Financial Agreements – why consider them before marriage or entering a de facto relationship?

Financial Agreements or ‘pre-nups’ have been written about in the press and many comments made in social media.  They warn couples against entering into these agreements either before marriage or before entering into a de facto relationship.

It is important for us to recognise and address the risks associated with entering into financial Agreements. Provided the ‘pre-nup’ or Financial Agreement is drafted properly, advice given by a suitably experienced lawyer, and meets the requirements under the Family Law Act 1975, Financial Agreements can be extremely advantageous.

The main benefits of entering into a Financial Agreement include:

  •  it provides certainty in relation to property matters and spousal maintenance obligations;
  • it provides certainty regarding ownership and retention of property. This certainty is critical where families want to transfer their wealth to their children and where family businesses require protection;
  • it can protect assets which may be inherited prior to and/or during the relationship;
  • it can protect the assets of one party where there is a significant difference in the wealth of the parties;
  • it avoids future financial loss due to legal fees and other costs associated with stressful and often bitter disputes contested in the Family or Federal Circuit Court of Australia;
  • it recognises the initial contributions of each party and clarifies the ongoing financial obligations of each party;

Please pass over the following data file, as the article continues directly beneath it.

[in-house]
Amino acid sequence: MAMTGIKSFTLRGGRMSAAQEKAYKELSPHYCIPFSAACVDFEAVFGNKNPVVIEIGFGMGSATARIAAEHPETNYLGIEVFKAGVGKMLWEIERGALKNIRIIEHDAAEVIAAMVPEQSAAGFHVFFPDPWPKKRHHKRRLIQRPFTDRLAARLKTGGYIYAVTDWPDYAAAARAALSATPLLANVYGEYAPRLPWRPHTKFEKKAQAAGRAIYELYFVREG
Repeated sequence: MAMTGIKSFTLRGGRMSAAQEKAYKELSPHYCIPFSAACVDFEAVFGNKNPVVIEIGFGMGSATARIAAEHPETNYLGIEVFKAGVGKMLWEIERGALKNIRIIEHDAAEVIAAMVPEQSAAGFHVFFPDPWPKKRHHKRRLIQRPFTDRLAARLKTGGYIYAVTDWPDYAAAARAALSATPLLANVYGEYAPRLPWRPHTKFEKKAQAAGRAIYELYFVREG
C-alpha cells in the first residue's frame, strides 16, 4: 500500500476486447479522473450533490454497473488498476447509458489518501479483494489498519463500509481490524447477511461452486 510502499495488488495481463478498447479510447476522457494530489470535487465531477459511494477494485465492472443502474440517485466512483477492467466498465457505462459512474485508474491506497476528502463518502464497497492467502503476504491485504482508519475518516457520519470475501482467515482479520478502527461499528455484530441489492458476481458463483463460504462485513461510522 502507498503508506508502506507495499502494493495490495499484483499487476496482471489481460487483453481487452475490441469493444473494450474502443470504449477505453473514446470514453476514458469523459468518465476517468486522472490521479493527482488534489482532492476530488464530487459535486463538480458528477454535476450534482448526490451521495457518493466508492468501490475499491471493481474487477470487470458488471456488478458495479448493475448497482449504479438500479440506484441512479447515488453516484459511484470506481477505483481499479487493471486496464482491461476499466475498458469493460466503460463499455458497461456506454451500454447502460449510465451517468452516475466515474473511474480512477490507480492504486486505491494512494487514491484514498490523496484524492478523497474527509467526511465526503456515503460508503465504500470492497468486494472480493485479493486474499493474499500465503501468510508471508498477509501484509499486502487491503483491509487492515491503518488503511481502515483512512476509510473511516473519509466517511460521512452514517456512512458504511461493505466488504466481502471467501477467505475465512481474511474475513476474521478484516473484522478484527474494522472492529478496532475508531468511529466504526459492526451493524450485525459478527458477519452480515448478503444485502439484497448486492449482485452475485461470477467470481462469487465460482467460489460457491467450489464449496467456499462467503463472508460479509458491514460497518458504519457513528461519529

• it can give greater weight to contributions made before and/or during a relationship by a high income earning spouse than might be recognised under the Family Law Act 1975. Under this Act contributions made by a high income earning spouse can be offset by other factors (e.g. contributions as a homemaker or parent);
  • it recognises gifts or settlements made by one party to the other before or during the marriage and ensures that they are taken into account in the event of a separation;
  • it can protect the interests of a party who feels their interests will be better protected in a formal agreement rather than taking the risk of wide discretion available to the Court under the Family Law Act 1975;
  • it enables a speedy resolution of financial matters at the end of a relationship, as the terms of settlement have already been agreed upon in advance; and

In second marriages/relationships, it:

  • has the ability to protect prior assets;
  • has the ability to ensure that children of previous relationships inherit prior assets; and
  • can be made binding on a person’s estate.

Additionally, many of our clients who have opted for a Financial Agreement have reported that:

  • it promoted better long term communication in the relationship.  It generated early discussion and clarified each party’s priorities and financial expectations in relation to matters such as children and employment;
  • it demonstrated to the parties that they had no secrets from one other;
  • it gave the parties peace of mind that their contributions and/or inheritances would be taken into consideration as opposed to being subject to the view of the Court;
  • it removed source(s) of stress, particularly in second marriages or where there was pressure to protect family assets.  Financial Agreements set out the terms of settlement in advance of a relationship breakdown; and
  • it gave each party greater certainty and control over their future financial affairs.

Financial Agreements have strict requirements that must be met before they can form a binding agreement between the parties.

It is therefore imperative that independent legal advice is obtained by each party to the agreement, by a qualified and experienced family lawyer.

To obtain further advice from one of our experienced family lawyers, please contact the team at Damien Greer Lawyers.

GET STARTED TODAY

You have Successfully Subscribed!